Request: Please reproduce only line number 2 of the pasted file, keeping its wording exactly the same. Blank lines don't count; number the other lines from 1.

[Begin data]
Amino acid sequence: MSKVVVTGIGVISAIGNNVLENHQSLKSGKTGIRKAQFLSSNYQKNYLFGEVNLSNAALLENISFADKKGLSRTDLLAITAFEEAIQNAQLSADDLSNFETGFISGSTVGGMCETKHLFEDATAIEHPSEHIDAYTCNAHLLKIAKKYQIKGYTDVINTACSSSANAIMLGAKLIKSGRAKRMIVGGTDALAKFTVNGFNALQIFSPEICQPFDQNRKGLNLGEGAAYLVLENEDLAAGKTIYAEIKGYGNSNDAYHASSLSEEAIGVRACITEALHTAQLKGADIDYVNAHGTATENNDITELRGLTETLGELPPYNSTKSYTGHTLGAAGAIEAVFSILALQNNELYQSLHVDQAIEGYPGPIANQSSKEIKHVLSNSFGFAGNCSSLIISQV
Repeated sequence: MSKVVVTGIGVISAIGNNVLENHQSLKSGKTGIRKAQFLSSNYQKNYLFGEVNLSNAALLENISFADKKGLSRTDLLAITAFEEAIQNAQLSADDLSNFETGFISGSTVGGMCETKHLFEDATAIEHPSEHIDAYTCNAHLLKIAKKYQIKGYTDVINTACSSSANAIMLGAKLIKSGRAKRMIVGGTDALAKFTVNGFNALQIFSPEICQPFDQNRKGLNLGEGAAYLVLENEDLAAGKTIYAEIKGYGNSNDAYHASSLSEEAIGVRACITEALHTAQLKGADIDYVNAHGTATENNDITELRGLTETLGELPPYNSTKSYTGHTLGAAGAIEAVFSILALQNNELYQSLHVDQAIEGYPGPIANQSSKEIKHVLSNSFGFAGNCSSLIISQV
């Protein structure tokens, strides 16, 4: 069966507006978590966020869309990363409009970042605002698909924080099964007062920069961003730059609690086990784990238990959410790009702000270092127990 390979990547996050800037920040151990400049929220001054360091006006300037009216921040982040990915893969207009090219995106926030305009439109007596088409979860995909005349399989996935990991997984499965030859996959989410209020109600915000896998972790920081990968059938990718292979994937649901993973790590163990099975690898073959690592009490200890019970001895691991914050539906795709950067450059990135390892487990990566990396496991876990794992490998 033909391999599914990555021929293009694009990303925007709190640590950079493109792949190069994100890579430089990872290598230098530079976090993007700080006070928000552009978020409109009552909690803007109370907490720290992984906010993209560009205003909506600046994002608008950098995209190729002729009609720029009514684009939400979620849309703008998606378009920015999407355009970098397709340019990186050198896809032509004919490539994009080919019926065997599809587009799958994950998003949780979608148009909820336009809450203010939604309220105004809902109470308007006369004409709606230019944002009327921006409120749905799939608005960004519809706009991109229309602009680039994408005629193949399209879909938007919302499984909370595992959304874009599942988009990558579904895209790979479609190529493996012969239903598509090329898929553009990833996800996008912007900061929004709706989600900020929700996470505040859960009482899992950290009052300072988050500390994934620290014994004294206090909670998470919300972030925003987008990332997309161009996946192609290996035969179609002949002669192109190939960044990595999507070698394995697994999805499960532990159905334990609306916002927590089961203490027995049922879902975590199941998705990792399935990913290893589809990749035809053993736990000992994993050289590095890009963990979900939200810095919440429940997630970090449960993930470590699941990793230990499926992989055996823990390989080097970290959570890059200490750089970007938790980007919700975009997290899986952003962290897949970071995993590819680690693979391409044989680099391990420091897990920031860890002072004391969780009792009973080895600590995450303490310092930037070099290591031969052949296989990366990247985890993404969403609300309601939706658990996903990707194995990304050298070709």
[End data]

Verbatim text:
Repeated sequence: MSKVVVTGIGVISAIGNNVLENHQSLKSGKTGIRKAQFLSSNYQKNYLFGEVNLSNAALLENISFADKKGLSRTDLLAITAFEEAIQNAQLSADDLSNFETGFISGSTVGGMCETKHLFEDATAIEHPSEHIDAYTCNAHLLKIAKKYQIKGYTDVINTACSSSANAIMLGAKLIKSGRAKRMIVGGTDALAKFTVNGFNALQIFSPEICQPFDQNRKGLNLGEGAAYLVLENEDLAAGKTIYAEIKGYGNSNDAYHASSLSEEAIGVRACITEALHTAQLKGADIDYVNAHGTATENNDITELRGLTETLGELPPYNSTKSYTGHTLGAAGAIEAVFSILALQNNELYQSLHVDQAIEGYPGPIANQSSKEIKHVLSNSFGFAGNCSSLIISQV